The Outdoor Retailer (OR) tradeshow just took place in Denver for its final time in the city, and a handful of climbing-specific brands were on hand. It moved from Salt Lake City in 2017 after pressure from industry leaders who didn’t support Utah as the host state for environmental reasons. It will head back to Salt Lake City in 2023.
OR History: The very first Outdoor Retailer (OR), the Outdoor Retailer Trade Expo, was held at the Sahara Hotel in Las Vegas in 1982. There were 93 exhibitors. The show needed a boost in the mid-1980s, so OR hired Jack Gilbert from The North Face and his first move was to get Patagonia on board.
In 1993, OR had plans to move to Denver, but industry feedback caused show management to re-think the move and to stay in Reno. Three years later, it moved to Salt Lake City. In 2003, Black Diamond co-founder Peter Metcalf called for OR to leave Salt Lake City after Gov. Mike Leavitt and Interior Secretary Gale Norton stripped wilderness protections from nearly six million acres in Utah, but OR remained in Utah.
OR’s popularity boomed during the 2000’s and 2010’s, thanks to social media and a growing outdoor industry. That all changed five years ago.
Patagonia Stopped Going: In 2017, Patagonia said that it would no longer attend OR if it was held in Salt Lake City because of actions taken by the government to further loosen environmental protections. Rose Marcario, president and CEO of Patagonia, said, “Because of the hostile environment they have created and their blatant disregard for Bears Ears National Monument and other public lands, the backbone of our business, Patagonia will no longer attend the Outdoor Retailer show in Utah and we are confident other outdoor manufacturers and retailers will join us in moving our investment to a state that values our industry and promotes public lands conservation.”
To Colorado and Back: After several other companies boycotted Salt Lake City in 2017, OR looked for a new host city and settled on Denver. Hundreds of companies, including many climbing brands attended in 2018 and 2019. However, the post-pandemic OR isn’t what it used to be, and for several reasons, organizers have decided to take it back to Utah. A press release from OR said, “As we plan for the coming years back in Salt Lake City and County, we move forward with the same optimism and values that have always guided our industry, and we’re ready to work with you to explore endless opportunities to help our industry grow. We are excited about what the future holds for Outdoor Retailer.”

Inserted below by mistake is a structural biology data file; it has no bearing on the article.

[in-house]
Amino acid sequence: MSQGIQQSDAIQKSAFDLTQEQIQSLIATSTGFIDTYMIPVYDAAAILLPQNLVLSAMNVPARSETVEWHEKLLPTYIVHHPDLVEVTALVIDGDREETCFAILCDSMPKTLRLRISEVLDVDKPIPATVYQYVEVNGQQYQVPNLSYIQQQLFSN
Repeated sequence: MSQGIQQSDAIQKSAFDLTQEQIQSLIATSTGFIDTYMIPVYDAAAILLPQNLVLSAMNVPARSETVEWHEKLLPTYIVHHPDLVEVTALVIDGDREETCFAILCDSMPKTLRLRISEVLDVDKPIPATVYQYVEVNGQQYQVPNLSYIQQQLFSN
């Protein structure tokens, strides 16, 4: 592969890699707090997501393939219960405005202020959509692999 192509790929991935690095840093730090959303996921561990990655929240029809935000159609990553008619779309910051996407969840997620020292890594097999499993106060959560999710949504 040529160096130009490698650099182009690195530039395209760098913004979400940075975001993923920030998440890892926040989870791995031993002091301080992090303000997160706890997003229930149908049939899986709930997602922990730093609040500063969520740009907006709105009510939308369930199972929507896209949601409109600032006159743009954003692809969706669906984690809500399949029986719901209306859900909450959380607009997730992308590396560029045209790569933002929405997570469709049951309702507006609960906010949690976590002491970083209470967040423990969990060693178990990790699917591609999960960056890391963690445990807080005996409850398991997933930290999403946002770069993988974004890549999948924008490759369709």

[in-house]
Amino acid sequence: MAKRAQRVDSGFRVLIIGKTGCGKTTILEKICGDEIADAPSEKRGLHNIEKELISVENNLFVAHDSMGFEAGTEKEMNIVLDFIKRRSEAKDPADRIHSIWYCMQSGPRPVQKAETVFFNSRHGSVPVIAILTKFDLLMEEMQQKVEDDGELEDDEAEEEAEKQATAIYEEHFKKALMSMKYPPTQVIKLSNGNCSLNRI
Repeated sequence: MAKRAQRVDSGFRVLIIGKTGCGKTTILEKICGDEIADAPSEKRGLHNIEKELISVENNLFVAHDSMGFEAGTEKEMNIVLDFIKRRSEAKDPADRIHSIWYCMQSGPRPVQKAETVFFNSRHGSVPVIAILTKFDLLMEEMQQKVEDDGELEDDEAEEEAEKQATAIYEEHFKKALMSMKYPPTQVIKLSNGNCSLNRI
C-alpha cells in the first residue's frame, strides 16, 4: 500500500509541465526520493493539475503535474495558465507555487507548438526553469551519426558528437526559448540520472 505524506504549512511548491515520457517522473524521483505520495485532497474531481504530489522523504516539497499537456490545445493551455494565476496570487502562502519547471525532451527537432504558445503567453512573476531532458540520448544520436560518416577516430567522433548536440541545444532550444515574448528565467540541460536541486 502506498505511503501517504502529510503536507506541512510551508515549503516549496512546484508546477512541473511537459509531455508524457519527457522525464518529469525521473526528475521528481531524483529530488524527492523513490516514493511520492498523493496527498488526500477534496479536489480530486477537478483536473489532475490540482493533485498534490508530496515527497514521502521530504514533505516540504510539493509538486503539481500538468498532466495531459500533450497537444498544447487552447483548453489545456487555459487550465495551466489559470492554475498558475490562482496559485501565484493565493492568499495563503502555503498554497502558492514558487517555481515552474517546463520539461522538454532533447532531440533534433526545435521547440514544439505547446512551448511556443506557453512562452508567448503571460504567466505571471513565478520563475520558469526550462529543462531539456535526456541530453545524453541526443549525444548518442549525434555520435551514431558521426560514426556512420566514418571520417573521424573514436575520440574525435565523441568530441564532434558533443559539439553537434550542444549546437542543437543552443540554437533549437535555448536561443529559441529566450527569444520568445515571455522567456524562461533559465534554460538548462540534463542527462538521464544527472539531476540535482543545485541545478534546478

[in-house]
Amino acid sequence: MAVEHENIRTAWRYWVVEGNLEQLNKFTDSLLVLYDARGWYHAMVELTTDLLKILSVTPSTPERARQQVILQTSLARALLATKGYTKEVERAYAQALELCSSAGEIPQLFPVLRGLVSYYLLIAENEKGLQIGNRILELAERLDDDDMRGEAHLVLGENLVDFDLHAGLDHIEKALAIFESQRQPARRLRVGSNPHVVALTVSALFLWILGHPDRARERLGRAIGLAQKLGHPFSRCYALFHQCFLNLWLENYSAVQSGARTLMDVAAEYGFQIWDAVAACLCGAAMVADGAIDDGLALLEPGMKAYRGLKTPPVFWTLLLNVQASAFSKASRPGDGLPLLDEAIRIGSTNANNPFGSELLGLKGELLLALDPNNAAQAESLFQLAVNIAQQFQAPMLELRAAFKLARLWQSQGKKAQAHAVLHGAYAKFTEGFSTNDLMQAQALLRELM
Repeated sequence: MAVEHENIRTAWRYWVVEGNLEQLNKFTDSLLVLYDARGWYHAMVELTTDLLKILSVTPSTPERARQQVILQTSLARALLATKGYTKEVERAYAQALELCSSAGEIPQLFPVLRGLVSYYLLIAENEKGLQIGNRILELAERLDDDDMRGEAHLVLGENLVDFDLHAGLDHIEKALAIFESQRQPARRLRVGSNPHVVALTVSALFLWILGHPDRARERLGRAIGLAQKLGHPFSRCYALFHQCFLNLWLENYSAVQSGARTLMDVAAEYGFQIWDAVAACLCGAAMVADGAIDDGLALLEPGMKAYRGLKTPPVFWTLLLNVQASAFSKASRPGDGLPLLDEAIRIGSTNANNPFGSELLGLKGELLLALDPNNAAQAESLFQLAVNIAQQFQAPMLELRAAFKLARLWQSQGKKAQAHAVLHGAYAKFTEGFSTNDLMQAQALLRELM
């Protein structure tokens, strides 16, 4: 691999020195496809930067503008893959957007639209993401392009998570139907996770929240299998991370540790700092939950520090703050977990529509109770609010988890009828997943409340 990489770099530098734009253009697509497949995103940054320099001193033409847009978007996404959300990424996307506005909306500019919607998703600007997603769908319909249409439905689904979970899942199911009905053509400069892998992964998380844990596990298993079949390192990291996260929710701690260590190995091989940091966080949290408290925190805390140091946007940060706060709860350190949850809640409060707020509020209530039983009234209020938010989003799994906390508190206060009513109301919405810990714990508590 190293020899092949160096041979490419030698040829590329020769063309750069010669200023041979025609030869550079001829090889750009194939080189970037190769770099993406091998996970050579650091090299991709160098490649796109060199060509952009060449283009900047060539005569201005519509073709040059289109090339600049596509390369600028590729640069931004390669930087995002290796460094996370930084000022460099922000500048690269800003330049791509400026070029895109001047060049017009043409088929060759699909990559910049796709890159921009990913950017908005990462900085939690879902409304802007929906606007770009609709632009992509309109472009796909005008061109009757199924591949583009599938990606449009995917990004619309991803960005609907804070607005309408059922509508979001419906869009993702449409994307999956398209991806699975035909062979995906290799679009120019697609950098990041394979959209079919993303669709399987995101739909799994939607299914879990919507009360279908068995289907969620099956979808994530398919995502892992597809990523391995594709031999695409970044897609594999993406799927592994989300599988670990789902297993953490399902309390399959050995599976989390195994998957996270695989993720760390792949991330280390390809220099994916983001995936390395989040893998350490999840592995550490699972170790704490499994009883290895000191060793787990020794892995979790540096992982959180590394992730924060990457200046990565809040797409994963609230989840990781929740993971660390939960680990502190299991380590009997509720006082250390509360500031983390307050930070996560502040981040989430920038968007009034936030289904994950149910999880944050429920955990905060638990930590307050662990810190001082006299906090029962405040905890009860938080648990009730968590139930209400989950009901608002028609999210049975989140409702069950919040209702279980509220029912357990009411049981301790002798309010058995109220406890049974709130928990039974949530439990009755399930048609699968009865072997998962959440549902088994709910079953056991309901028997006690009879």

The Outerverse: In years past, OR had outdoor enthusiasts like Timmy O’Neill on a microphone making jokes to passing crowds while promoting new gear. This year, Outside Inc. CEO Robin Thurston was on hand talking about NFTs and the Outerverse. The Outerverse is meant to be the opposite of the Metaverse, where instead of everyone being digitally inside, they’re digitally outside. It had a lot of people scratching their heads, and maybe they’re onto something, but fun climbing-based entertainment that people could connect with was lacking.
Will Climbing Brands Follow? Mostly no. When OR was at its best, dozens of climbing companies participated. Big brands, like The North Face, Arc’tryx, Petzl, CAMP, DMM, Mountain Hardwear, La Sportiva, Scarpa, RAB, Black Diamond and Metolius, would showcase their newest products; while smaller brands would try to introduce themselves to the industry – often to great success.
After the move to Denver and before the pandemic, most brands were still attending OR. At the 2022 summer show last week, less than 10 climbing brands were on hand displaying gear. Scarpa, DMM, Beal, Five Ten, and a few others had booths with current and future products, like the new-for-2023 Scarpa Generator for trad climbing, which took three years to design and looks amazing.
A lot of companies have already said no to Salt Lake City next year, including The North Face, Patagonia, Arc’teryx, La Sportiva, Scarpa, MSR, Therma-Rest and more. Given that only a few climbing brands were on hand this year, it might be fair to say that – at least for the world of climbing – OR just died. But, time will tell.